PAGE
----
Who We Are


Cavanuagh_Kerri.jpgKerri Cavanaugh, MD, MHS

Associate Professor of Medicine 
Director, Center for Effective Health Communication 
Associate Director, Effective Health Communication Core
Division of Nephrology 

VUMC Department of Medicine Faculty Page

Kerri Cavanaugh M.D., M.H.S. received her bachelor´s degree in Chemistry and Psychology from Dartmouth College in 1995. She received her M.D. from Yale in 1999. After this, Dr. Cavanaugh completed an Internal Medicine Residency and fellowship in Nephrology in 2005. During this time she also served as Chief Resident of Internal Medicine at Johns Hopkins Hospital. In 2006, she graduated from the Johns Hopkins Bloomberg  School of Public Health with a Masters in Health Science (M.H.S.) degree with a focus in clinical epidemiology. In 2006, she joined the faculty at Vanderbilt in Internal Medicine Division of Nephrology and the Vanderbilt Center for Health Services Research. Dr. Cavanaugh´s current research focuses on exploring the role of patient awareness and education regarding chronic disease self-management. This includes elucidating the role of health literacy and numeracy in the communication between patients and providers as well as potential barriers to effective self-management in patients with diabetes, hypertension and kidney disease. She has been funded by the NIH and the National Kidney Foundation.

Core Director



Sunil Kripalani, MD, MSc, SFHM

Professor of Medicine
Director, Center for Clinical Quality and Implementation Research (CCQIR)
Director, Center for Health Services Research


VUMC Department of Medicine Faculty Page 


Dr. Kripalani is a Professor of Medicine, Director of the Center for Clinical Quality and Implementation Research, and Director of the Center for Health Services Research. He has developed, implemented, and evaluated numerous interventions to improve the quality, safety, value, and patient-centeredness of health care delivery, with a focus on health communication, social determinants of health, medication management, and transitions of care. He has experience in the development of evidence-based toolkits, mentored implementation programs, mixed-methods evaluation of interventions in clinical practice, and de-implementation of wasteful practices. He graduated from Rice University, received his MD from Baylor College of Medicine, and trained in Internal Medicine at Emory University, where he also completed a Hospital Medicine Fellowship and a Master of Science in Clinical Research. Dr. Kripalani’s research is funded by the National Institutes of Health, Agency for Healthcare Research and Quality, Centers for Medicare and Medicaid Services, and Patient Centered Outcomes Research Institute. He is Principal Investigator of the Vanderbilt Scholars in T4 Translational Research (V-STTaR) K12 career development program, serves as a Co-Investigator for the Vanderbilt CTSA Learning Health System platform, and leads the Implementation Core of the Precision Medicine and Health Disparities Collaborative. He is Chair of the AHRQ Healthcare Effectiveness and Outcomes Research (HEOR) study section and serves on the Editorial Board of the Journal of Hospital Medicine. He previously founded and served as Chief of the Section of Hospital Medicine at Vanderbilt.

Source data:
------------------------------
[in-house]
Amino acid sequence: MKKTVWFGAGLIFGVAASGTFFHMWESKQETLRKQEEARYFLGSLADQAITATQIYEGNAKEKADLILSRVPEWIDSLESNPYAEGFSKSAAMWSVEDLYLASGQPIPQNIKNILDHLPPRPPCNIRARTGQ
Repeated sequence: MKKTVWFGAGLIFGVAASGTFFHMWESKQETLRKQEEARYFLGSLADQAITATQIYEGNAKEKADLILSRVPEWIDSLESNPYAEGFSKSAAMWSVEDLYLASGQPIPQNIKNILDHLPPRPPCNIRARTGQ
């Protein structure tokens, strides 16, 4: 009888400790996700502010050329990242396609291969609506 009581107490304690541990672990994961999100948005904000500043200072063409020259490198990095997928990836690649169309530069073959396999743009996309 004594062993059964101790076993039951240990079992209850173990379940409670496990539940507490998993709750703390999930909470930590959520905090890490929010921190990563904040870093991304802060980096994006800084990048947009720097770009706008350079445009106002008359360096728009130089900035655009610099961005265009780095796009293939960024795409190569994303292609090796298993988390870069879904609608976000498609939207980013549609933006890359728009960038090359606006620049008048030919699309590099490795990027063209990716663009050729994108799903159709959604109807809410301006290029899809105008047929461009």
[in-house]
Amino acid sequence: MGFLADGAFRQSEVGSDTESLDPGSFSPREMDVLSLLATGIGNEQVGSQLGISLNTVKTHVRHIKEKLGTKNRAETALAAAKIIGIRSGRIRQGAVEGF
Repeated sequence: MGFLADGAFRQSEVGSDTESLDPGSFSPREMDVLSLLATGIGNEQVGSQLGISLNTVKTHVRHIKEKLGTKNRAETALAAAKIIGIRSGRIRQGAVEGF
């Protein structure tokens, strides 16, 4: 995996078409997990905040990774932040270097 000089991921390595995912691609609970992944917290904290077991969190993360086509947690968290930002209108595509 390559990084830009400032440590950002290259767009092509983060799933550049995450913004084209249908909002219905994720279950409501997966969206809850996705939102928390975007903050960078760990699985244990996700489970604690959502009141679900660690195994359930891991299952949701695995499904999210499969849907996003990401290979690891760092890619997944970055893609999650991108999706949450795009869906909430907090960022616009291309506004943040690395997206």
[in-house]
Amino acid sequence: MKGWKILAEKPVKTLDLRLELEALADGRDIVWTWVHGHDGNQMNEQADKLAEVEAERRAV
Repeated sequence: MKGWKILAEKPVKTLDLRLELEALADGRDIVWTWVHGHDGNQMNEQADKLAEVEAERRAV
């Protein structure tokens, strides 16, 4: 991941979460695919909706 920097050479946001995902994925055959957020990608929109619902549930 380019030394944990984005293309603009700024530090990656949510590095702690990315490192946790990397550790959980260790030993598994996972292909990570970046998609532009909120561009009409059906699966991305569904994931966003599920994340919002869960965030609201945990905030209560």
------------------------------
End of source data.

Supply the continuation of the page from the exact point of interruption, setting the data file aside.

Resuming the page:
William Heerman, MD, MPH

Assistant Professor of Internal Medicine and Pediatrics 
Chief, Section of Internal Medicine and Pediatrics 
Fellowship Director, General Academic Pediatrics 
Co-Director of Epidemiology Track, MPH Program

VUMC Department of Medicine Faculty Page

Dr. Heerman is an Assistant Professor of Internal Medicine and Pediatrics. He is the Fellowship Director for Academic General Pediatrics and the Director of General Pediatrics Divisional Research. He also co-leads the Epidemiology Track of Vanderbilt's Master in Public Health Program. Dr. Heerman's research focuses on improving maternal-child health outcomes related to obesity in communities through the development and implementation of behavioral interventions to support healthy childhood growth. He has a particular focus on low-income and minority populations and is committed to creating multi-generational solutions to health disparities. His work relies heavily on the theories of health behavior change and the theories of implementation science to guide a pragmatic approach to community-based intervention development.